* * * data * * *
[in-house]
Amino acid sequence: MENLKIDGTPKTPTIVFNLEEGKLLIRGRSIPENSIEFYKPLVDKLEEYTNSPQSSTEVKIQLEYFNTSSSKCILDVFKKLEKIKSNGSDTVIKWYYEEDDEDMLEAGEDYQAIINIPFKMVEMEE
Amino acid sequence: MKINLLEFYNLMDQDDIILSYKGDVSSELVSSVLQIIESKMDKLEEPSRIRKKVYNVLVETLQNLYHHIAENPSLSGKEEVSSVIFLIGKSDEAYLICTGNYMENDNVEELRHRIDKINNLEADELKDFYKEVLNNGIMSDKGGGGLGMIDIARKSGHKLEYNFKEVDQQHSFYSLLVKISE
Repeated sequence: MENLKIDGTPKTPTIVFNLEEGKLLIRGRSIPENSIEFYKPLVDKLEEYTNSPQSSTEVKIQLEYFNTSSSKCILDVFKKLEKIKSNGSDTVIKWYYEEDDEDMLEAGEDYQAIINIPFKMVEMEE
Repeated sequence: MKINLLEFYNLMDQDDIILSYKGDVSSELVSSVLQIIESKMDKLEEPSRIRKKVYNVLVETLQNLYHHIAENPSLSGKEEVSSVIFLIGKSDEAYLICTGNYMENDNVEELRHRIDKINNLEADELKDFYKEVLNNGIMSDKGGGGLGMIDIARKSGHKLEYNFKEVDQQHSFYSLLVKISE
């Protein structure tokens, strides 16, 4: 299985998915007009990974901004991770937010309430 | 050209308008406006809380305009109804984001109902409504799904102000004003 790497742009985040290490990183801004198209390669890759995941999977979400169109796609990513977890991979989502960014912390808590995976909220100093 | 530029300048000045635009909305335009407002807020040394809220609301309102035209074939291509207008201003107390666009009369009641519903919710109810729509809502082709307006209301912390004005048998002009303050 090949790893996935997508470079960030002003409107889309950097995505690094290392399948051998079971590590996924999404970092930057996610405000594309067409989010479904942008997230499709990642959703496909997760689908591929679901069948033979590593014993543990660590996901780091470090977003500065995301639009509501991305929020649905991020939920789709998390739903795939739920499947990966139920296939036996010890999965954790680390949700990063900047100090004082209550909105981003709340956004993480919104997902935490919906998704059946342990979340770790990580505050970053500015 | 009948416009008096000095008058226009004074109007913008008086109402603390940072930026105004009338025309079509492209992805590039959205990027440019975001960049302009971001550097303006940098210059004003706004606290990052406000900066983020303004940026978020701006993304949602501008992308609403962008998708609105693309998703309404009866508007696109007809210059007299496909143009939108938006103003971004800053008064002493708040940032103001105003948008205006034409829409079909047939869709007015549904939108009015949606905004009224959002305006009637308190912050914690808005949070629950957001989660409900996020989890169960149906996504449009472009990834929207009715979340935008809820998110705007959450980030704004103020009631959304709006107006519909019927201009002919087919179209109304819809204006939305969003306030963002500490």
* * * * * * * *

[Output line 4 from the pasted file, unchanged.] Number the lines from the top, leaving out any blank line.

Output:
Repeated sequence: MENLKIDGTPKTPTIVFNLEEGKLLIRGRSIPENSIEFYKPLVDKLEEYTNSPQSSTEVKIQLEYFNTSSSKCILDVFKKLEKIKSNGSDTVIKWYYEEDDEDMLEAGEDYQAIINIPFKMVEMEE